Pence praised, but Kaine lands jabs on Trump
Republican Mike Pence won bipartisan plaudits for a calm and collected performance in the vice presidential debate. But Democrat Tim Kaine was claiming mission accomplished for forcing his opponent to confront —or not — Donald Trump’s long list of provocative remarks.
Pressed by Kaine to defend his running mate throughout the 90-minute debate Tuesday, Pence mostly dodged, sidestepped or let the moment pass by. He vouched for the billionaire’s tax history, but was less vocal when challenged about Trump’s temperament or his inflammatory words about women and President Barack Obama.
“I can’t imagine how Gov. Pence can defend the insult-driven, me-first style of Donald Trump,” said Kaine, the Virginia senator and Hillary Clinton’s No. 2.
Still, even Clinton’s team wasn’t claiming that Kaine had come out on top, despite the chest-puffing that usually follows a political debate. Clinton campaign chairman John Podesta said only that Kaine had succeeded in his “strategic mission” to challenge Pence to defend his controversial running mate.
“Gov, Pence was smooth, he seemed sort of likable, but he didn’t get the job done,” Podesta said Wednesday on MSNBC.
Pence, campaigning in Virginia, said Trump had called him late at night to congratulate him. He said “some people” thought he had won but that “from where I sat, Donald Trump won the debate.”
Both sides appeared willing to concede that the only debate between the vice presidential candidates was unlikely to alter the trajectory of the race. After all, this year’s rollicking presidential campaign has been all about the passionate emotions — positive and negative — that both candidates of the top of the ticket stir up for many American voters.
Yet for Republicans worried their voters won’t show up at the polls, Pence’s steady performance could help assuage concerns that this year’s Republican ticket has veered away from the party’s core beliefs. Pence, a former congressman and Indiana’s governor, is widely trusted by the Republican establishment and the party’s socially conservative base.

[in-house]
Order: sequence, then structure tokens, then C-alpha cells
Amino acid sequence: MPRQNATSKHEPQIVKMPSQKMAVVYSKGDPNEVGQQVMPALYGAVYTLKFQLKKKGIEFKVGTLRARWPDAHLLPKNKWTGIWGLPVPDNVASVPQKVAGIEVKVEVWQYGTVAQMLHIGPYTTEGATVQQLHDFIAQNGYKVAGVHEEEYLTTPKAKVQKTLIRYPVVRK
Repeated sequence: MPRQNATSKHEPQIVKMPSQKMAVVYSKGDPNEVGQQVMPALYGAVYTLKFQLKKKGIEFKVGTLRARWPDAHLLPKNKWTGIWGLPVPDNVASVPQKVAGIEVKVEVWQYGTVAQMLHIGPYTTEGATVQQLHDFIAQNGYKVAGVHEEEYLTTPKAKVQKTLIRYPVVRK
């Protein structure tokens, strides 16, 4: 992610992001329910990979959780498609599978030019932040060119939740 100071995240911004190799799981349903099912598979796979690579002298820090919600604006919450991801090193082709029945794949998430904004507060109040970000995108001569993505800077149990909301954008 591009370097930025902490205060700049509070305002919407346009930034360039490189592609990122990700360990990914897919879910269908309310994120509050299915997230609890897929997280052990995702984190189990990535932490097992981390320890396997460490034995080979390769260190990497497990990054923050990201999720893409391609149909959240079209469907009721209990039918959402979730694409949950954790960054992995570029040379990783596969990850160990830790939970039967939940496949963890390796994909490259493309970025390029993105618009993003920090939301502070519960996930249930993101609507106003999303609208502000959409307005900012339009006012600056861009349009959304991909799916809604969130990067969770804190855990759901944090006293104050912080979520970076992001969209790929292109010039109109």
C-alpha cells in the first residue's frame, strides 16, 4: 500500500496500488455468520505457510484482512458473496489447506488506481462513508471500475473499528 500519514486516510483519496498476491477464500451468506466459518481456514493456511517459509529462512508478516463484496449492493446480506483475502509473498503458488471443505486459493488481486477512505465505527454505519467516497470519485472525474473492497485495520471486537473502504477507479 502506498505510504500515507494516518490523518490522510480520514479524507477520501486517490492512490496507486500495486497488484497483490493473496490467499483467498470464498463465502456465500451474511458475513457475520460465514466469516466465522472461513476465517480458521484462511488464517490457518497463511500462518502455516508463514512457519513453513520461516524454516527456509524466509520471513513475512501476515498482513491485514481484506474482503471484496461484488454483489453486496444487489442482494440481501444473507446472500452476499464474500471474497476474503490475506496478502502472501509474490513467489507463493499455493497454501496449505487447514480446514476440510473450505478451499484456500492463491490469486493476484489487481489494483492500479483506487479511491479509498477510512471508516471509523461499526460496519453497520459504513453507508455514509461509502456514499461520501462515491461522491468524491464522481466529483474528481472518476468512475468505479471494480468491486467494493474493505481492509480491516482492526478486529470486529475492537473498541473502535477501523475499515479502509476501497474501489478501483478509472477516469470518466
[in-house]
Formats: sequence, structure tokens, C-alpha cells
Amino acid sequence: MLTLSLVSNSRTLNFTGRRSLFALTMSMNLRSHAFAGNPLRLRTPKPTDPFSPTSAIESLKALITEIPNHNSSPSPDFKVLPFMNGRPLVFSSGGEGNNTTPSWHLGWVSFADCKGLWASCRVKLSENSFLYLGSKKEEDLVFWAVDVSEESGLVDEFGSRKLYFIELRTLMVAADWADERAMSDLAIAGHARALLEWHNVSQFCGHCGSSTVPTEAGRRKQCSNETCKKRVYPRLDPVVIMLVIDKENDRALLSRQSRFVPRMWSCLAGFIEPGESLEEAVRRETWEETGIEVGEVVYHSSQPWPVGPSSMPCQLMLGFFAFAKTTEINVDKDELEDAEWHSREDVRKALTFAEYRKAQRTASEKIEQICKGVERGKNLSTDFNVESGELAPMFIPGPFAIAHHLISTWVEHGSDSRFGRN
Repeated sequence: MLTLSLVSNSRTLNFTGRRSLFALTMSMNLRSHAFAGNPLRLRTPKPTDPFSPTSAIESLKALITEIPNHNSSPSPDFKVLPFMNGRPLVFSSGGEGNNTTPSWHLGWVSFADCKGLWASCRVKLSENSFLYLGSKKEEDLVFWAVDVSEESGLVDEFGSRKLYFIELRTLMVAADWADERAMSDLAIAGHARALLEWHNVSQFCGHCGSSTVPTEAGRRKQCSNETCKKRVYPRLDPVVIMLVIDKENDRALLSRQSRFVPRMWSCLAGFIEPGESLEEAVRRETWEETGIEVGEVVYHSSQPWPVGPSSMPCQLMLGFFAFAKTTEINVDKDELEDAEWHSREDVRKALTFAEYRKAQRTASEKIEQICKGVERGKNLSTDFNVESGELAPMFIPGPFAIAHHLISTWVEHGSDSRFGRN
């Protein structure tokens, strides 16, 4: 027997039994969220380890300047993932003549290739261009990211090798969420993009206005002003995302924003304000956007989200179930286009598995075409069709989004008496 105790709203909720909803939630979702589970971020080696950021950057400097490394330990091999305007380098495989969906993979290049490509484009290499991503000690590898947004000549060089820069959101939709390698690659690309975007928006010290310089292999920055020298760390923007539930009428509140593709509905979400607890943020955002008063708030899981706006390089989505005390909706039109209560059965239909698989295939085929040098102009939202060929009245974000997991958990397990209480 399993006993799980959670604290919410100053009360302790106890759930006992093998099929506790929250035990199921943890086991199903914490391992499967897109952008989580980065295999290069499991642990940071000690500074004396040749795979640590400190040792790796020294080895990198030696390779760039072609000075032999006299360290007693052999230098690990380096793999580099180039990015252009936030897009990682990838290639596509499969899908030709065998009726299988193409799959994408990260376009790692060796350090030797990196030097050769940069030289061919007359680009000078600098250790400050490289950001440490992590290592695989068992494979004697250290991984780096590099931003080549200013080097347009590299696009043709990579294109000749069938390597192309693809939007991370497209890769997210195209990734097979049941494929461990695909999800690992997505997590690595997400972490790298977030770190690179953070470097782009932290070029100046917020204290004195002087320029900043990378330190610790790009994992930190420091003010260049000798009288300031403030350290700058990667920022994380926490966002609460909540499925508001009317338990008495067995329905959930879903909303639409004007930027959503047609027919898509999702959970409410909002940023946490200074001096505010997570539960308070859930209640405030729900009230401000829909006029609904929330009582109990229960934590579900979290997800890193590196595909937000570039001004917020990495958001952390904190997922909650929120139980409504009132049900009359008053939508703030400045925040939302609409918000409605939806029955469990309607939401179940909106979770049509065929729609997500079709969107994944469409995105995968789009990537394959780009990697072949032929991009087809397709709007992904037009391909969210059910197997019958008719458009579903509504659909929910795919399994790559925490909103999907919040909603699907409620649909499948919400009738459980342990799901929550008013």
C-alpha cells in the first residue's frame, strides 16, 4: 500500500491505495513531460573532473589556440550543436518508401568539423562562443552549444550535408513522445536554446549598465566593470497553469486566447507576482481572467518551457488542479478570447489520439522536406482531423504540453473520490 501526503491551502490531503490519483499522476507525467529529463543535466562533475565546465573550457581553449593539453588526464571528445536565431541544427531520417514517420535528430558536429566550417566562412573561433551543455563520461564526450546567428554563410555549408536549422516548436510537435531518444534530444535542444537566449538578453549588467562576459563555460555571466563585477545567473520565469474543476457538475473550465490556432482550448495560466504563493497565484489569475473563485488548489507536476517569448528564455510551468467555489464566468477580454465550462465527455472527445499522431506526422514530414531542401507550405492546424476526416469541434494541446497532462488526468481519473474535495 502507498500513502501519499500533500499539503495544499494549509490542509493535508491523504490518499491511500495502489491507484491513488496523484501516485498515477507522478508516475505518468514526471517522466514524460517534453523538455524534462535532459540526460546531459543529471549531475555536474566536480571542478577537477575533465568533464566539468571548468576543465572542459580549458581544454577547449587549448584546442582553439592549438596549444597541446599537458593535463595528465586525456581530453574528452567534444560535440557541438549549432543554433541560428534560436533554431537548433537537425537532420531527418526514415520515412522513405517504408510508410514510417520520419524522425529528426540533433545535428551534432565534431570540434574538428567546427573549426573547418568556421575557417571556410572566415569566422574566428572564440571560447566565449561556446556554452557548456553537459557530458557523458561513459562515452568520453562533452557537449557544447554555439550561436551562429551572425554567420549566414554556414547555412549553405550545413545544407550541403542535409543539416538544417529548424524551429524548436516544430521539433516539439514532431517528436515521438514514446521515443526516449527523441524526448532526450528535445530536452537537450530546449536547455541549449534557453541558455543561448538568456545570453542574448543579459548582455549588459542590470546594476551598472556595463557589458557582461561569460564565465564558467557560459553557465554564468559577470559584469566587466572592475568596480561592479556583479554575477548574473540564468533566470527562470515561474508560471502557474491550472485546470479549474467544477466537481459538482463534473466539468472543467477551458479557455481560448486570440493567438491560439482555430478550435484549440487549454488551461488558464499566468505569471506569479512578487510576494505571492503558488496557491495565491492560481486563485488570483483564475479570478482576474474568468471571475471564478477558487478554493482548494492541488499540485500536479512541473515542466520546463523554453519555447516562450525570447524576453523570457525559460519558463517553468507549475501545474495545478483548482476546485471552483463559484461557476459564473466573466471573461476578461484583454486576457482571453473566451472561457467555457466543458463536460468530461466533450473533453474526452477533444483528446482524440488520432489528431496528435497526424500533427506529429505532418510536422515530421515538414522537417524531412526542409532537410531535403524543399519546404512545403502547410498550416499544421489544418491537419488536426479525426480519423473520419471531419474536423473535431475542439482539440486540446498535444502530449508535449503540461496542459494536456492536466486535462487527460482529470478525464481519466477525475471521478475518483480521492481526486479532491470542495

Like Pence, Kaine also found himself in the role of defender. He rebutted Pence’s attacks on Clinton’s family foundation, her emails and her struggles persuading voters that she’s trustworthy. Kaine said he and his wife trust Clinton “with the most important thing in our life” — their son, a Marine who would serve under Clinton if she wins.
Yet for the most part, Kaine was determined to make the showdown a referendum on Trump’s character. Typically relaxed and easygoing, Kaine adopted a pugilistic approach as he slammed Trump for having called women pigs and slobs, and condemned his praise of Russian President Vladimir Putin.
Pence frequently avoided taking the bait — a shrewd move for a conservative darling who could have eyes on the Oval Office himself if Trump loses in November. Instead, he sought to defuse the line of attack by arguing preemptively that it was the Democrats — not Trump — waging an insult-filled campaign.
He didn’t dispute reports that the businessman might not have paid any federal taxes for years as a result of suffering more than $900 million in losses in 1995. But he likened Trump’s situation to those of other Americans who have gone “through a very difficult time.”
Vice presidential nominees Tim Kaine, left, and Mike Pence shake hands on the debate stage.